Intentional Content Delivery Disruption on Large Websites

Every penny counts when it comes to online advertising, especially as you scale.  My friend Ala sent me a link to a “Quote of the Day” page on Time.com.  It was similar to these “photo of the week” pages where your friend sends you a link to one, and you end up looking at 10-15 weeks worth of photos using the next button.

But after I had read a few interesting quotes, I noticed that one of my pages failed to load correctly.  I didn’t get the quote, or picture displayed–only the banner ad at the very top.

A lot of the web is chintzy, especially sites like MySpace that have trouble scaling and sometimes do a poor job processing requests from users.  I think a lot of people have grown used to this and have no problem reloading or “clicking again” if it looks like something isn’t working correctly.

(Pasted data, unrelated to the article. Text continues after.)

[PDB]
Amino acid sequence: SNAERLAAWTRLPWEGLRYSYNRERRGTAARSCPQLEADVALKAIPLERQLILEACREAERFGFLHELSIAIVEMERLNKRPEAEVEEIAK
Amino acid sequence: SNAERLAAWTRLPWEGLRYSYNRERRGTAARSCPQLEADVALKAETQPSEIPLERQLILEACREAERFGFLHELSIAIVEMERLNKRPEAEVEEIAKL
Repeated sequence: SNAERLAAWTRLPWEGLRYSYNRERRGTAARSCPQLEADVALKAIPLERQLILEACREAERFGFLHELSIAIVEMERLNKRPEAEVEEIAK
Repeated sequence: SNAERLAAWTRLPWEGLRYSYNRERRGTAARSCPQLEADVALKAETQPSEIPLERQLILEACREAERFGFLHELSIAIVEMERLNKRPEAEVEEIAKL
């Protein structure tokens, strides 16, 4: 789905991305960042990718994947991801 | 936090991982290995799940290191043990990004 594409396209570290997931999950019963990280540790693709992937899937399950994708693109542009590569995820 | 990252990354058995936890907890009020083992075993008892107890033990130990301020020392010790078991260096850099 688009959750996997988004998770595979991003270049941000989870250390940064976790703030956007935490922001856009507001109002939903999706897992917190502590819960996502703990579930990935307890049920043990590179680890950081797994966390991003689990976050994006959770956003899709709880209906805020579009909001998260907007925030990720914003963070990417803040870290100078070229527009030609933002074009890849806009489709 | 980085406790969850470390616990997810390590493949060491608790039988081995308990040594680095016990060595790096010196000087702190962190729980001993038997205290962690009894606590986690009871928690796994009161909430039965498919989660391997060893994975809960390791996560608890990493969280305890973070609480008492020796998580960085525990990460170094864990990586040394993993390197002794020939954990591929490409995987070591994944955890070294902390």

But what if this was orchestrated.  According to Alexa, Time.com averaged 2.7 million pageviews a day over the past three months.  What if Time decided to load only a banner ad, rather than expected web content on one out of every 1000 page views. That would be 2700 displays of pure advertisement, without expected content each day.

I would guess that the CTR (click through rate) on these pages would be far higher than on pages with the expected content.  The only stats that would need to be measured is whether people left the website from pages with intentional content delivery disruption at a rate significantly higher than they do normal pages.

Enough people read the site that the scheme could be targeted only towards users who have not received     an intentional bad page load.

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